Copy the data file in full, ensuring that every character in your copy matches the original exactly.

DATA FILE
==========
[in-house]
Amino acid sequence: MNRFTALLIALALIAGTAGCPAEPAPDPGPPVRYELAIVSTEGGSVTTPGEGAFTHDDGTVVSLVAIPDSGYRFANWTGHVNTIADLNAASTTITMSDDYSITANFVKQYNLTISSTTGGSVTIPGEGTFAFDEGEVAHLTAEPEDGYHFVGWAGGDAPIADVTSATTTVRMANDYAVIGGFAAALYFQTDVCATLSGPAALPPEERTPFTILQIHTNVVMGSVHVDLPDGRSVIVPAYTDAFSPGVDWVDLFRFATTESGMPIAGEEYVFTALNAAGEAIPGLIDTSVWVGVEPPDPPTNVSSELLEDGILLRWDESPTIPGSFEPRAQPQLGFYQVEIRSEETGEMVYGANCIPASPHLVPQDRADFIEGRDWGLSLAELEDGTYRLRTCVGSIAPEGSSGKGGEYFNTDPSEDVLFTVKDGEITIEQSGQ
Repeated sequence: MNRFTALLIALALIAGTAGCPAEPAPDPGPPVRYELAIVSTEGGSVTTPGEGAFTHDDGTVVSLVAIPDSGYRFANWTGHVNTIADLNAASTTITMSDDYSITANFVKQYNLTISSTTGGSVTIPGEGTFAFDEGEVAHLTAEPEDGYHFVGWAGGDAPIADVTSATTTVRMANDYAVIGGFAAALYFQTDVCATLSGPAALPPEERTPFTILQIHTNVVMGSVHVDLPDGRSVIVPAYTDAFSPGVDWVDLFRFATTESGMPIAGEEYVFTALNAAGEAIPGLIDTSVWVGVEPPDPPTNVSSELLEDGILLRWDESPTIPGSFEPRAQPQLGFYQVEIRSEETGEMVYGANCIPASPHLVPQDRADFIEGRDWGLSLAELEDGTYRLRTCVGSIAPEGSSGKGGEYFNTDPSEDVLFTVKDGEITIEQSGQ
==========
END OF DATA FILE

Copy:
[in-house]
Amino acid sequence: MNRFTALLIALALIAGTAGCPAEPAPDPGPPVRYELAIVSTEGGSVTTPGEGAFTHDDGTVVSLVAIPDSGYRFANWTGHVNTIADLNAASTTITMSDDYSITANFVKQYNLTISSTTGGSVTIPGEGTFAFDEGEVAHLTAEPEDGYHFVGWAGGDAPIADVTSATTTVRMANDYAVIGGFAAALYFQTDVCATLSGPAALPPEERTPFTILQIHTNVVMGSVHVDLPDGRSVIVPAYTDAFSPGVDWVDLFRFATTESGMPIAGEEYVFTALNAAGEAIPGLIDTSVWVGVEPPDPPTNVSSELLEDGILLRWDESPTIPGSFEPRAQPQLGFYQVEIRSEETGEMVYGANCIPASPHLVPQDRADFIEGRDWGLSLAELEDGTYRLRTCVGSIAPEGSSGKGGEYFNTDPSEDVLFTVKDGEITIEQSGQ
Repeated sequence: MNRFTALLIALALIAGTAGCPAEPAPDPGPPVRYELAIVSTEGGSVTTPGEGAFTHDDGTVVSLVAIPDSGYRFANWTGHVNTIADLNAASTTITMSDDYSITANFVKQYNLTISSTTGGSVTIPGEGTFAFDEGEVAHLTAEPEDGYHFVGWAGGDAPIADVTSATTTVRMANDYAVIGGFAAALYFQTDVCATLSGPAALPPEERTPFTILQIHTNVVMGSVHVDLPDGRSVIVPAYTDAFSPGVDWVDLFRFATTESGMPIAGEEYVFTALNAAGEAIPGLIDTSVWVGVEPPDPPTNVSSELLEDGILLRWDESPTIPGSFEPRAQPQLGFYQVEIRSEETGEMVYGANCIPASPHLVPQDRADFIEGRDWGLSLAELEDGTYRLRTCVGSIAPEGSSGKGGEYFNTDPSEDVLFTVKDGEITIEQSGQ